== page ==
Physical therapy is a very effective tool for treating shoulder pain. If the stretches described above weren’t enough to soothe your hurting shoulder, a physical therapist can evaluate the specific nature of your pain and create a unique regiment of exercises, massages, and stretches just for you. 

Explore Casper Sleep Products for Pain-Free Nights

Now that you’re equipped with several effective solutions to shoulder pain from sleeping on side, you can start finding the relief you need today. If you’re ready to invest in a new bed pillow, bed sheets, or mattress, trust Casper for options that have your needs in mind. 

Casper is dedicated to creating sleep products that work. We rigorously test the quality of our mattresses and pillows to ensure that you get the good night’s sleep you deserve. 


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  2. Johns Hopkins Medicine. Shoulder Pain and Problems. https://www.hopkinsmedicine.org/health/conditions-and-diseases/shoulder-pain-and-problems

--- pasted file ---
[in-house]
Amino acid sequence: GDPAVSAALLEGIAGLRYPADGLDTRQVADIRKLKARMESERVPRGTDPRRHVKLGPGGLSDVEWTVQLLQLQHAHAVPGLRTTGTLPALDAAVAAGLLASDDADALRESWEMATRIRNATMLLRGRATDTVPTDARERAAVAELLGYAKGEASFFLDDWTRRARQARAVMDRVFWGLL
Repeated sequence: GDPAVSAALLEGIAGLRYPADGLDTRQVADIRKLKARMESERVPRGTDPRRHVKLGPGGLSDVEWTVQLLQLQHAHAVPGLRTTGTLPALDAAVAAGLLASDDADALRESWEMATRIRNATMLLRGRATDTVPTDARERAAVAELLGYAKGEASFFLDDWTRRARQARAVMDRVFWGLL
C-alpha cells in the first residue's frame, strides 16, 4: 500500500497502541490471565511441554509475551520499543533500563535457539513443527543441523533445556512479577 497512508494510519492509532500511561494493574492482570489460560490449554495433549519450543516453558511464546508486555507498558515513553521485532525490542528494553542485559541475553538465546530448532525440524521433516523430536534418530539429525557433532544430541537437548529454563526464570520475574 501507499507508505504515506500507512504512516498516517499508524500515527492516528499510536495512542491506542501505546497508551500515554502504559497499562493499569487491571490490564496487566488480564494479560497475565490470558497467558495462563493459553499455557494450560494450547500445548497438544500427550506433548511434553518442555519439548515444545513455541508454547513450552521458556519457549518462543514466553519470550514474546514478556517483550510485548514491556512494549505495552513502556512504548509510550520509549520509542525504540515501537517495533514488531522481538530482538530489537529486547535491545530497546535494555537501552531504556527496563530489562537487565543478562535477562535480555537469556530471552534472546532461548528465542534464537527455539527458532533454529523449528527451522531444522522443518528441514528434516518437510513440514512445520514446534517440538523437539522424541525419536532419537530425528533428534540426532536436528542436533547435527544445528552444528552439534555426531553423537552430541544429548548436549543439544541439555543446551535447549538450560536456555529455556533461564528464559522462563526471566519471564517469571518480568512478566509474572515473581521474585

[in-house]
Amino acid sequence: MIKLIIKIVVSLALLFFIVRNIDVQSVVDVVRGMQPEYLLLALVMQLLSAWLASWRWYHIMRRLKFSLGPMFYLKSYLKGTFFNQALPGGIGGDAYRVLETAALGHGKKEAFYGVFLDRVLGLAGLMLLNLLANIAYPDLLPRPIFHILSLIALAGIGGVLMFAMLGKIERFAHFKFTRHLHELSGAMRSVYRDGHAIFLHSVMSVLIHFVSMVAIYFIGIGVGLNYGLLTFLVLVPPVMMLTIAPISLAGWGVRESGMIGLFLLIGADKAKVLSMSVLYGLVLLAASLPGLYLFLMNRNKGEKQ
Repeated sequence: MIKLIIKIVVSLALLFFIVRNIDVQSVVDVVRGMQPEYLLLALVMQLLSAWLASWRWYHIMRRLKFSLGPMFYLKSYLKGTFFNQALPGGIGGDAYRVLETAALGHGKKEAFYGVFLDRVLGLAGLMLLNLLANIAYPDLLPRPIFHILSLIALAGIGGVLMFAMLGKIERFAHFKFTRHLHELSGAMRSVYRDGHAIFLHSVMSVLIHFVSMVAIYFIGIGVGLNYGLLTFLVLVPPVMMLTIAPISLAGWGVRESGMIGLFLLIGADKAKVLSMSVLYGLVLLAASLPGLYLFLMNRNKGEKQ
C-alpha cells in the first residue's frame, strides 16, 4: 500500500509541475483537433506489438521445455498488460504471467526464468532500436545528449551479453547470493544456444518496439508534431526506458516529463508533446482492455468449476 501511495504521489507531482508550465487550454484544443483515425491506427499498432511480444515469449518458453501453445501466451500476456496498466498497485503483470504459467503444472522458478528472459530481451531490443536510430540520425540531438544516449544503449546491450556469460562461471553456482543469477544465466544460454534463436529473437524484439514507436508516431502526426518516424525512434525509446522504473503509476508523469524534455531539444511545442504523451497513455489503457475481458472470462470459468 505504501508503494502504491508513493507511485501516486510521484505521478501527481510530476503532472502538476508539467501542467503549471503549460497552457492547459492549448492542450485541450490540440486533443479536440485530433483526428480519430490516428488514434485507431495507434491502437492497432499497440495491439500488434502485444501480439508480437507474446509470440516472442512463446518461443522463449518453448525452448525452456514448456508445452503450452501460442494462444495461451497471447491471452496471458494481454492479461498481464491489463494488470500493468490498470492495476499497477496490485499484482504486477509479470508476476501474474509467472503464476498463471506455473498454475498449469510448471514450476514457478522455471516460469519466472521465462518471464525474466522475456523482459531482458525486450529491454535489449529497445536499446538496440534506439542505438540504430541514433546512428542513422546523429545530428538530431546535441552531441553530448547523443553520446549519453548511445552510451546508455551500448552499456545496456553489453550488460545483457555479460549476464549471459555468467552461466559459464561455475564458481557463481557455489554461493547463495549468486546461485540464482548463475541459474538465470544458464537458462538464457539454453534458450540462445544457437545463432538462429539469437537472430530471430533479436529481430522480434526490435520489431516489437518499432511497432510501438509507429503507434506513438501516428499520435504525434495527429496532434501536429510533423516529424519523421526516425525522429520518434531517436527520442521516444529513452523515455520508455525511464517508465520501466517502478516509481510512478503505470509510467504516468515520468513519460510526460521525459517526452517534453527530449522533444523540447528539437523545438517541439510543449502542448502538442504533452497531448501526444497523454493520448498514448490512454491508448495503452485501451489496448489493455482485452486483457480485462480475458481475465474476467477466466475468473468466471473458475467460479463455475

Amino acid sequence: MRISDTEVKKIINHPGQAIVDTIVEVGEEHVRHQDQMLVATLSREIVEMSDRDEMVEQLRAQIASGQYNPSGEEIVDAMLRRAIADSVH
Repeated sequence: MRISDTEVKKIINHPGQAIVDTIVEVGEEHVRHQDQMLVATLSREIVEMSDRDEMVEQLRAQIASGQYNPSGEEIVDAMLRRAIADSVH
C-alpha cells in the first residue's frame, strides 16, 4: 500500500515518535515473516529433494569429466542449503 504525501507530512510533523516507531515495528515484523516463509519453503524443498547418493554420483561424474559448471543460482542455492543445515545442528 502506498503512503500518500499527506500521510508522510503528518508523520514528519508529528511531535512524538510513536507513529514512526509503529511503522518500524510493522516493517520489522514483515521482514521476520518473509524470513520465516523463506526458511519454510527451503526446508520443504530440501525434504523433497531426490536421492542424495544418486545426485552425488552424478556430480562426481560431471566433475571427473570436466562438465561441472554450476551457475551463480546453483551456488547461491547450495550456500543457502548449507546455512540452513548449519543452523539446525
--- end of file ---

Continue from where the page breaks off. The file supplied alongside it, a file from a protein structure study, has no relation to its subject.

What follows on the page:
3. Mount Sinai. Axillary Nerve Dysfunction. https://www.mountsinai.org/health-library/diseases-conditions/axillary-nerve-dysfunction 
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  5. Wirecutter. Discover Your Ideal Sleeping Position–Then, Train Your Body to Use It. https://www.nytimes.com/wirecutter/blog/your-ideal-sleep-position/ 
  6. Centers for Disease Control and Prevention. Tips for Better Sleep. https://www.cdc.gov/sleep/about_sleep/sleep_hygiene.html